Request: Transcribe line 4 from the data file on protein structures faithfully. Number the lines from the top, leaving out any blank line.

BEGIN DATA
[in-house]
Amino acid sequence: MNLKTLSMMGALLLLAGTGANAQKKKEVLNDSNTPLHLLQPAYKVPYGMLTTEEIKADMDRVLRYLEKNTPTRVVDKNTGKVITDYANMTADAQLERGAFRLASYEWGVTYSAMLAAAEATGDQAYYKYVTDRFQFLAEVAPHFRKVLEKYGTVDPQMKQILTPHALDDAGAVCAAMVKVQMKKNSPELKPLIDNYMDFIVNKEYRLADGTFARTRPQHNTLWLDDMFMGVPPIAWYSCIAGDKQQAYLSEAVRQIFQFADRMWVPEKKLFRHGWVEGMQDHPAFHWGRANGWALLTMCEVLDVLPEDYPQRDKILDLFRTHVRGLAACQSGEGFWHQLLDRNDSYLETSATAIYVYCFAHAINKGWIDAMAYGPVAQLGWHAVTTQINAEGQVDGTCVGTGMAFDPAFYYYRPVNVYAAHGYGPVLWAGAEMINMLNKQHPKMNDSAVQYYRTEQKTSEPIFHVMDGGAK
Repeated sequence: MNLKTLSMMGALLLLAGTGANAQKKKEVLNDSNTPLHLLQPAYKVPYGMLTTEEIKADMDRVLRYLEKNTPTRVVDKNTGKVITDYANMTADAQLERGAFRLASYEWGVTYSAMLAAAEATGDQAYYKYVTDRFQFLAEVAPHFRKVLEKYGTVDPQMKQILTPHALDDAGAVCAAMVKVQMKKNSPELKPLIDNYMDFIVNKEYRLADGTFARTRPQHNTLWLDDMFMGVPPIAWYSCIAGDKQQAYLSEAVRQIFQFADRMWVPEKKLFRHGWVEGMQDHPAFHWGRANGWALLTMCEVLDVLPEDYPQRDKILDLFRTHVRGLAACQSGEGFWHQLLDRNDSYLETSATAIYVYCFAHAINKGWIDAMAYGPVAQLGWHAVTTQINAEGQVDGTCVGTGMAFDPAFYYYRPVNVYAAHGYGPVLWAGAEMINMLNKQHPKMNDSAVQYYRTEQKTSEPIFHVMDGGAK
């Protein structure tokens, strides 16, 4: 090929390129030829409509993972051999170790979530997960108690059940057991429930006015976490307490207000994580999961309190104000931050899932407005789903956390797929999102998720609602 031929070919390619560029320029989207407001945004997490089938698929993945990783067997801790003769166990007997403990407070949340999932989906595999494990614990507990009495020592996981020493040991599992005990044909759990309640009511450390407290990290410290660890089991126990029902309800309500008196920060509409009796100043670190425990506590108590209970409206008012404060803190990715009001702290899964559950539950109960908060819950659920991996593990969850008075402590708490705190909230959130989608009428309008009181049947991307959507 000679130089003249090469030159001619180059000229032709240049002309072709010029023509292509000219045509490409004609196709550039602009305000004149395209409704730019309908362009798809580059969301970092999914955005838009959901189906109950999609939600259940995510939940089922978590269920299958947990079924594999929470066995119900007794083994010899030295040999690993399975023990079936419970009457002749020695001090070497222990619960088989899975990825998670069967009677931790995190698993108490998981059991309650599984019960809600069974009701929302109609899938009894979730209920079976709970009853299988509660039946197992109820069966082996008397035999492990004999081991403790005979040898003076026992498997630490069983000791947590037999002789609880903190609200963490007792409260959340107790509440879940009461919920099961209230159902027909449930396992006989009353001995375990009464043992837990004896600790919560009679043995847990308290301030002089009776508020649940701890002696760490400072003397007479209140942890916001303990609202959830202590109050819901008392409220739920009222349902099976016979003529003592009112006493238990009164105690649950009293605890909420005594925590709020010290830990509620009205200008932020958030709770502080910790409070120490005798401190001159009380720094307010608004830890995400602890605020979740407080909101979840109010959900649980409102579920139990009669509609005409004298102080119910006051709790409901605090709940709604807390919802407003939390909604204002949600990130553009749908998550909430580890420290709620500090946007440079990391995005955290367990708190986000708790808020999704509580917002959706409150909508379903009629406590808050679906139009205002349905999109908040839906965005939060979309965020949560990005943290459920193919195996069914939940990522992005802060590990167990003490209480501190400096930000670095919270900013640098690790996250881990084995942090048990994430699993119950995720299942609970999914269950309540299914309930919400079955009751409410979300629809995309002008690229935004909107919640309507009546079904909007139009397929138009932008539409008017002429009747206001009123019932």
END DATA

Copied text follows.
């Protein structure tokens, strides 16, 4: 090929390129030829409509993972051999170790979530997960108690059940057991429930006015976490307490207000994580999961309190104000931050899932407005789903956390797929999102998720609602 031929070919390619560029320029989207407001945004997490089938698929993945990783067997801790003769166990007997403990407070949340999932989906595999494990614990507990009495020592996981020493040991599992005990044909759990309640009511450390407290990290410290660890089991126990029902309800309500008196920060509409009796100043670190425990506590108590209970409206008012404060803190990715009001702290899964559950539950109960908060819950659920991996593990969850008075402590708490705190909230959130989608009428309008009181049947991307959507 000679130089003249090469030159001619180059000229032709240049002309072709010029023509292509000219045509490409004609196709550039602009305000004149395209409704730019309908362009798809580059969301970092999914955005838009959901189906109950999609939600259940995510939940089922978590269920299958947990079924594999929470066995119900007794083994010899030295040999690993399975023990079936419970009457002749020695001090070497222990619960088989899975990825998670069967009677931790995190698993108490998981059991309650599984019960809600069974009701929302109609899938009894979730209920079976709970009853299988509660039946197992109820069966082996008397035999492990004999081991403790005979040898003076026992498997630490069983000791947590037999002789609880903190609200963490007792409260959340107790509440879940009461919920099961209230159902027909449930396992006989009353001995375990009464043992837990004896600790919560009679043995847990308290301030002089009776508020649940701890002696760490400072003397007479209140942890916001303990609202959830202590109050819901008392409220739920009222349902099976016979003529003592009112006493238990009164105690649950009293605890909420005594925590709020010290830990509620009205200008932020958030709770502080910790409070120490005798401190001159009380720094307010608004830890995400602890605020979740407080909101979840109010959900649980409102579920139990009669509609005409004298102080119910006051709790409901605090709940709604807390919802407003939390909604204002949600990130553009749908998550909430580890420290709620500090946007440079990391995005955290367990708190986000708790808020999704509580917002959706409150909508379903009629406590808050679906139009205002349905999109908040839906965005939060979309965020949560990005943290459920193919195996069914939940990522992005802060590990167990003490209480501190400096930000670095919270900013640098690790996250881990084995942090048990994430699993119950995720299942609970999914269950309540299914309930919400079955009751409410979300629809995309002008690229935004909107919640309507009546079904909007139009397929138009932008539409008017002429009747206001009123019932």